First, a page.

Romanus Okoye, [email protected]
Recently, the Economic and Financial Crimes Commission (EFCC) declared war on fraudulent Ponzi scheme operators. It also warned the public to stop patronising the get-rich-quick schemes.
Despite the warning and tales of woe and agony that usually follow loss of money to the “money-doubling” schemes, also known as Ponzi or Crypto transaction, many Nigerians still take a chance and end up with stories that touch the heart, after losing their hard-earned money to scammers.
In the South-East, the EFCC zonal head, Usman Imam, recently warned all operators of Ponzi schemes in the zone to stop their criminal activities or relocate to other places. Worthy of note is that the commissioner at the Ministry of Human Capital Development and Monitoring, Ebonyi State, Uchenna Orji, named some outfits, including Immaculate Charity Foundation, Shekinah Empowerment, Genesis Empowerment, Family Joy and Trust as well as Arocom Foundation, and urged residents to be wary of fraudsters who disguise as poverty alleviation agents just to fleece them.
Orji blamed the electronic media for aiding and abetting the act. He was particular about radio stations that offered platforms to the operators who posed as genuine businesses, without investigating the authenticity of the claims being advertised on their medium.
In April last year, 27,400 Nigerians lost about N7 billion to the chief executive officer of Galaxy Transportation and Construction Services Limited, Babagana Dalori. He was alleged to have defrauded them through promises of mouth-watering returns on their investment in his companies. The EFCC recently arrested Dalori, who was said to have paid investors 200 per cent interest on their deposits in his companies, which he later reduced to 135 per cent, before the scheme crashed in 2018.
Dalori took his game a notch higher to lure as many unsuspecting victims as possible into his net by engaging in massive advertisements on radio and television, in addition to a movie, aimed at convincing members of the public to invest in his companies. The EFCC said the bubble burst when a victim lamented the frustrations of investors who were unable to get their funds back. The commission, accusing Dalori of committing criminal acts, moved to have all bank accounts belonging to his company frozen.
In the same vein, in Kano, the anti-graft agency arrested Garba Iliyasu and Umar Iliyasu for allegedly running a Ponzi scheme under the name MGB Global Market. Wilson Uwujaren, EFCC’s head of media and publicity, stated that their arrest was sequel to intelligence that the organisation had lured many people to invest in the scheme through irresistible returns on investment of up to 50 per cent in two weeks.
According to Uwujaren, on getting the information, the EFCC called at the office of MGB Global on Sabo Barkin Zuwo Road, Tarauni Local Government Area of Kano State, and arrested Garba Iliyasu and Umar Iliyasu alongside 16 other employees of the outfit. The employees were later released. Laptops, desktops, POS machines, tokens and other documents were recovered during the raid.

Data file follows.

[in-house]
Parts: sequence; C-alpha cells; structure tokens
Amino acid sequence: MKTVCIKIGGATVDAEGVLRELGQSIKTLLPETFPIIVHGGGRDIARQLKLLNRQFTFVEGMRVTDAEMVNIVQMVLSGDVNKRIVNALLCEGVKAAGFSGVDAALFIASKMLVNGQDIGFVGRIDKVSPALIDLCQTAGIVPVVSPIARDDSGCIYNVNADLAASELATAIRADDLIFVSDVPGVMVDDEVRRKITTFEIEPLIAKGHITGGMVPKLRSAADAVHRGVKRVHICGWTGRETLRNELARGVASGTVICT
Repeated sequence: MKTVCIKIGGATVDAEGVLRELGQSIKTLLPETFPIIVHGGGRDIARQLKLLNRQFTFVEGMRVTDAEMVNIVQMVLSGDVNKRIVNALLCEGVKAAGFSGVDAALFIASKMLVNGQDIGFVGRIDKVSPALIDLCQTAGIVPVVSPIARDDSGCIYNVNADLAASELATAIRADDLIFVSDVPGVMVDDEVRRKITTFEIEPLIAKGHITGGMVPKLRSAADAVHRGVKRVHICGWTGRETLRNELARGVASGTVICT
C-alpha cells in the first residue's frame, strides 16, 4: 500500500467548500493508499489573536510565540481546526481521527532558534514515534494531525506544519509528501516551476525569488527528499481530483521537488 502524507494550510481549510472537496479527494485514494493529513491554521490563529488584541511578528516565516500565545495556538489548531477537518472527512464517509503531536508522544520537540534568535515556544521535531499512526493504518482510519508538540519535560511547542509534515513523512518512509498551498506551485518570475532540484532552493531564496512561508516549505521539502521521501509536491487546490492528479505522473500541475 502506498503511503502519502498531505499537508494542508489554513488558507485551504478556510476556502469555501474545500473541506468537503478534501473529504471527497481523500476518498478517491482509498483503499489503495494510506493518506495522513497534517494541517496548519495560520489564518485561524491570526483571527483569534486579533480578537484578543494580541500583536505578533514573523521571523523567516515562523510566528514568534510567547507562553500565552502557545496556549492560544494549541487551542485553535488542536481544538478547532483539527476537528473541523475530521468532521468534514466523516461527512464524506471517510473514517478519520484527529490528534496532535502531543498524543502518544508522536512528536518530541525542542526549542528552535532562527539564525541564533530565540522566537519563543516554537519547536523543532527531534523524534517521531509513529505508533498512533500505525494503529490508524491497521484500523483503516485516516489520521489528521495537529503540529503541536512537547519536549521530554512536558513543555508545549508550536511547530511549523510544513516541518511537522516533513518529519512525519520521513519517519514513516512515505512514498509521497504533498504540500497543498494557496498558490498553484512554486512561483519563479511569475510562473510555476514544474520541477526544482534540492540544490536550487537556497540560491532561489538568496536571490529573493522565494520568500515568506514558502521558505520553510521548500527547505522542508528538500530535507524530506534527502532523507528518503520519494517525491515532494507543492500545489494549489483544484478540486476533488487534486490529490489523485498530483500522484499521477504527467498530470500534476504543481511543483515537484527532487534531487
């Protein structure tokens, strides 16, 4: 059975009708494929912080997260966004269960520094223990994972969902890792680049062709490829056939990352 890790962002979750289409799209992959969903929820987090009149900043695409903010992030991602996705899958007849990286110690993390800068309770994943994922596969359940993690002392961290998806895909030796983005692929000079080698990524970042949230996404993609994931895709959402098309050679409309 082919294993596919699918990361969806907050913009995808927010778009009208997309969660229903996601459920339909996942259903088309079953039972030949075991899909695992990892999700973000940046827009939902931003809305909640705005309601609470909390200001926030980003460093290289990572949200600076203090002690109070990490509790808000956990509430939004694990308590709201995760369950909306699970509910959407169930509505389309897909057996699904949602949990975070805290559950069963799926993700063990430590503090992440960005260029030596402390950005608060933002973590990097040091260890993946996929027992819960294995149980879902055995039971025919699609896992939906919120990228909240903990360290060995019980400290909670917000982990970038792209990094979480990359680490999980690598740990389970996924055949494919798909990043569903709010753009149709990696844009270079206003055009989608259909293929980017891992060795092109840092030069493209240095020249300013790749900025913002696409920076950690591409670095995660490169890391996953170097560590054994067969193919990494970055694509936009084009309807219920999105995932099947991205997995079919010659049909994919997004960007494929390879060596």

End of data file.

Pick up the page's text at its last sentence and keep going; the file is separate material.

The EFCC said investigation revealed that Mohammed Garba Iliyasu, now on the run, was the managing director of the company, while two of his brothers, Abubakar Garba Iliyasu and Ibrahim Garba Iliyasu, who were also part of the scheme, are equally on the run. The commission has warned the public to desist from patronising get-rich-quick schemes like MGB Global Market.
On August 30, 2019, the EFCC arrested 19 staff of Bluekey Investment Club, a supposed investment company in Port Harcourt, Rivers State, for an alleged N2 billion scam. The culprits reportedly floated a Ponzi scheme to defraud members of the public to the tune N2 billion. Bluekey Investment Club, operating from Sonia Mall, 42 Woji Road, YKC Junction, Port Harcourt, was registered with the Corporate Affairs Commission (CAC) as a software development and general contracting firm, but it allegedly veered into the interest-yielding Ponzi scheme, with 10 per cent weekly returns on investment over six months.
The scheme also promised total return of invested capital after six months. Among those arrested were five principal officers: Princess Tsaroigbara, public relations officer; Onwusa Frances Chineze, accountant; Naabe Gunugu, payment confirmation staff; Tambari Success, customer service; and Anorue Maureen, receptionist. The chairman of the company, Neenwi Swanu, was at large at the time of the arrest.
Tsaroigbara told investigators that her company was into digital, financial and technological services; she said she was not sure if the company was registered with the Securities and Exchange Commission and the Central Bank of Nigeria.
Scores of customers thronged the premises of the company seeking the intervention of the EFCC when the lid blew open. Items recovered from the company included computers and cash amounting to N449,300.
In May 2019, at Ikotun market, in Lagos, traders lost millions of naira to a similar scheme. When this reporter visited the Crypto Transaction office at 8, Ijegun Road, Ikotun, there was no office equipment. In fact, the place looked lifeless, only heaps of transaction papers, abandoned by disappointed customers, littered the office’s floor.
The reporter learnt that some angry victims carted away electronics abandoned by the runaway fraudsters as consolation for their lost funds. The papers on the floor were transaction forms that served as the only proof of contract between the depositors and the receivers. It contained the name of the depositor, phone number, amount deposited, expected returns and date of collection.